The 100 Greatest Movies Of The Last 15 Years
By Tyler Smyth
FAM, in all their infinite wisdom, has asked me to create a list of the best movies of the last 15 years for our readers. The films that will populate this list were not chosen simply because they are my favorites, they were chosen based on their cinematic merits. The fact that they happen to also be my personal favorites should only serve to further bolster my reputation as FAM’s de facto “critico cinematografico esperto”.
Let’s face it, most people have horrible taste in movies, and if you are unsure if you fall into this category, just swing by our message boards and tell me your favorite movies and I’ll tell you how bad they are. I don’t blame you though, it’s really not your fault. It has more to do with the fact that you don’t know about some of the greatest films ever made than it does with you actually thinking the fifth installment of The Avengers is a cinematic masterpiece.
I will countdown five movies at a time until we reach my number one film of the past 15 years. My guess is you’ve never heard of it.
If you need to catch up, you can. Right here:
Now, on to our main event…
35. Mother (2009)
S. Kor. Director Bong Joon-ho
Bong Joon-ho’s film “Mother” would have probably been a good film even with a different lead, but the performance by accomplished South Korean actress Kim Hye-ja turns it into a masterpiece. It’s one of the movies that are so lead dependent that anything but brilliance by the person playing “mother” would have really taken away from the film.
The story starts out like one we’ve seen before, a young man lacking in the intelligence department and who is completely dependent upon his mother is accused of murder. The police are easily able to coerce a confession from the son, so it’s up to the mother to take up for him when no one else will. That doesn’t seem like that unique of a plot, but there are twists and turns in this thriller that you just wouldn’t see in an American film of the same premise. The film has as a very Hitchcockian feel to it, and as has been said many times regarding this film, the mother-son relationship somewhat mirrors “Psycho”. If you are a Hitchcock fan, this a great ode to the best, at the same time with a uniqueness that makes it its own.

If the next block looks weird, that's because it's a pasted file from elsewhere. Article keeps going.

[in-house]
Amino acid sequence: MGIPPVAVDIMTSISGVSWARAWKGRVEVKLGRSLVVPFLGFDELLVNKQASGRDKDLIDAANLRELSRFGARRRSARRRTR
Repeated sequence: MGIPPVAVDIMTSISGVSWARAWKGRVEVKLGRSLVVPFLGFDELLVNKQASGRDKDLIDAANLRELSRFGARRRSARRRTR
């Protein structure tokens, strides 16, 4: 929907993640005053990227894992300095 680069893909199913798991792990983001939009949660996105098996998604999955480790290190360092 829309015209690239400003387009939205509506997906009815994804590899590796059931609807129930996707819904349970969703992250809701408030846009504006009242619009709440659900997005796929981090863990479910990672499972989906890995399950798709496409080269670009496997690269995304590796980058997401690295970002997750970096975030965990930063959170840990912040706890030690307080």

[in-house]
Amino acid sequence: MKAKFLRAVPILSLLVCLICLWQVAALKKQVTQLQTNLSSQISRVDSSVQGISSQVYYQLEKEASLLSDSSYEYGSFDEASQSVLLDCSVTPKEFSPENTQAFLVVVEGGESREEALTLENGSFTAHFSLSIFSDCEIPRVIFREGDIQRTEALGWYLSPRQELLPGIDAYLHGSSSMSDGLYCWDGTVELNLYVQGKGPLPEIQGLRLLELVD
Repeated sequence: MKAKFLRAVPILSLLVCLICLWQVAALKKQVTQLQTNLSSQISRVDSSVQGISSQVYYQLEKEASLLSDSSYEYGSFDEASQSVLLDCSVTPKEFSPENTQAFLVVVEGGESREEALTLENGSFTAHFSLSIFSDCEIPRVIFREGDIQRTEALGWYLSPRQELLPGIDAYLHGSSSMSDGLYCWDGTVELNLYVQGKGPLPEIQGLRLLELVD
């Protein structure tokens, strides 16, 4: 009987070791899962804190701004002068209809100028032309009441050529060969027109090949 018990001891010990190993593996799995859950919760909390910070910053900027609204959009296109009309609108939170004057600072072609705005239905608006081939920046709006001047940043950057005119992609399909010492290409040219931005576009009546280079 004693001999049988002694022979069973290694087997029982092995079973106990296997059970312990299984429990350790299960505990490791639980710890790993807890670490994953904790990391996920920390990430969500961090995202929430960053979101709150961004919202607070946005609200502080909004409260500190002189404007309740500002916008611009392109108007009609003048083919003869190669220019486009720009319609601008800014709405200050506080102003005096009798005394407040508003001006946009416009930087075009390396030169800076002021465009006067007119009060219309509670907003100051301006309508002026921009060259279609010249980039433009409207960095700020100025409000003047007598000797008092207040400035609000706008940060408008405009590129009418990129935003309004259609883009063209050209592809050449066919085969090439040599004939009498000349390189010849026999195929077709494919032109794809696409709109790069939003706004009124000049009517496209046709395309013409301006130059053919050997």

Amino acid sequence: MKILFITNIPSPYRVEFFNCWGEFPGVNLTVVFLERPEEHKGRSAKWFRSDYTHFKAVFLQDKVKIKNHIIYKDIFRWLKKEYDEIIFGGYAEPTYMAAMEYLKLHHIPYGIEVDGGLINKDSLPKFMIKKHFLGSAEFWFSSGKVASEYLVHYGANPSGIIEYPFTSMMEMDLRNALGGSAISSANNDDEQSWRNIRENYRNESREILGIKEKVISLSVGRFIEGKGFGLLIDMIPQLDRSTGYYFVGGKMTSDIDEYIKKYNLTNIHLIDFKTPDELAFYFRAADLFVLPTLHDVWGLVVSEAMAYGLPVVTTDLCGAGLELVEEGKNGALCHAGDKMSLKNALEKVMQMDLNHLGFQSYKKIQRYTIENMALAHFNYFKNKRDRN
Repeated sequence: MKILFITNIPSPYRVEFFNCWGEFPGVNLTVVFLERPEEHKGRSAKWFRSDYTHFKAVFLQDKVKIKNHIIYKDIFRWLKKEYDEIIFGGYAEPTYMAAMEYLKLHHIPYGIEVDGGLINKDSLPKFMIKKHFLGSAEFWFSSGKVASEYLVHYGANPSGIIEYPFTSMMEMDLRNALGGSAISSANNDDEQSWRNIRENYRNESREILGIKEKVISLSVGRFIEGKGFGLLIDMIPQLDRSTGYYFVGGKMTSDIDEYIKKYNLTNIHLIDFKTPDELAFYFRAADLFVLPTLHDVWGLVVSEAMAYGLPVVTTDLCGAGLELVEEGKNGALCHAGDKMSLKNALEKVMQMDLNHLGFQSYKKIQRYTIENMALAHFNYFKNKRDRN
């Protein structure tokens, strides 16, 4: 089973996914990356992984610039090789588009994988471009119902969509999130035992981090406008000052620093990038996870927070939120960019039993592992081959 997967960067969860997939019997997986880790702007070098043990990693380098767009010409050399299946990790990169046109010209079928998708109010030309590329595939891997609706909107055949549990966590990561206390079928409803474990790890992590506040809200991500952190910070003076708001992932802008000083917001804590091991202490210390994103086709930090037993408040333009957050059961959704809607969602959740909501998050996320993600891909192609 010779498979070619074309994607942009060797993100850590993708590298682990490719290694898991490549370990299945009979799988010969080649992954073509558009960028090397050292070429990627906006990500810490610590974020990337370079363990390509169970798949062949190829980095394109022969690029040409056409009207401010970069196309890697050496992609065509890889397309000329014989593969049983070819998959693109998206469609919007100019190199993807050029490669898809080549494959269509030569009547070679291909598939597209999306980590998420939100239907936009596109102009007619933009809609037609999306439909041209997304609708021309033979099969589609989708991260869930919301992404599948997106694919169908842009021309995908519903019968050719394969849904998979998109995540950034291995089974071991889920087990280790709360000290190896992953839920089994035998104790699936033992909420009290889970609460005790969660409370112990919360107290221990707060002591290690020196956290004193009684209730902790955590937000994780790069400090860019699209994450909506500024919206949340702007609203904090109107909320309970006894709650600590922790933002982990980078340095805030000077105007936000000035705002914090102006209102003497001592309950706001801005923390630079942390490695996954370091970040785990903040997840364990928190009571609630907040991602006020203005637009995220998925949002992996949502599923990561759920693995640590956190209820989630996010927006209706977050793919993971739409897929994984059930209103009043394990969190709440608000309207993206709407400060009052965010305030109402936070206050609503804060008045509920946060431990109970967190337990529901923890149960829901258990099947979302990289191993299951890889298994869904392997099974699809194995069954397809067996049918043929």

34. Eternal Sunshine of the Spotless Mind (2004)
US. Director Michel Gondry
I understand that Gondry was the director of this film, but make no mistake this is screenwriter Charlie Kaufman’s movie. He’s one of the more brilliant screenwriters out there and much like with Wes Anderson’s films, no matter what the story is, you know a Kaufman film when you see one. Coming off critically acclaimed films “Being John Malkovich” and “Adaptation”, Kaufman writes what I think is his most brilliant movie, one that earned him an Oscar.
The story is about Joel and Clementine played by Jim Carrey and Kate Winslet. Winslet is perfect and Gondry, in what is his greatest contribution to this film, manages to make Jim Carrey not act like Jim Carrey in every scene. They are in love but then the relationship goes south, Clementine goes to a company called Lucana to have all of her memories of ever knowing Joel erased forever. When Joel finds this out he himself decides he will have the same procedure done, but something happens to him when he does this. Joel realizes that his memories of Clementine, even the sadness they bring on, are apart of what makes him who he is and he tries to fight the procedure as it takes place. It is just a brilliant and original story idea, much like the movie “Primer” that was on this list earlier, but a more well rounded film.
I know a lot of lists have this film much higher and as much as I liked it, it feels cluttered at times and tries to get a little too cute.
33. Brokeback Mountain (2005)
US. Director Ang Lee
Ang Lee creates a visually stunning, equally beautiful love story between two cowboys who meet as ranch hands working a summer job herding sheep in Wyoming. The men are isolated and slowly their relationship evolves from strangers, to friends, and finally one night in a physically raw piece of film making, lovers.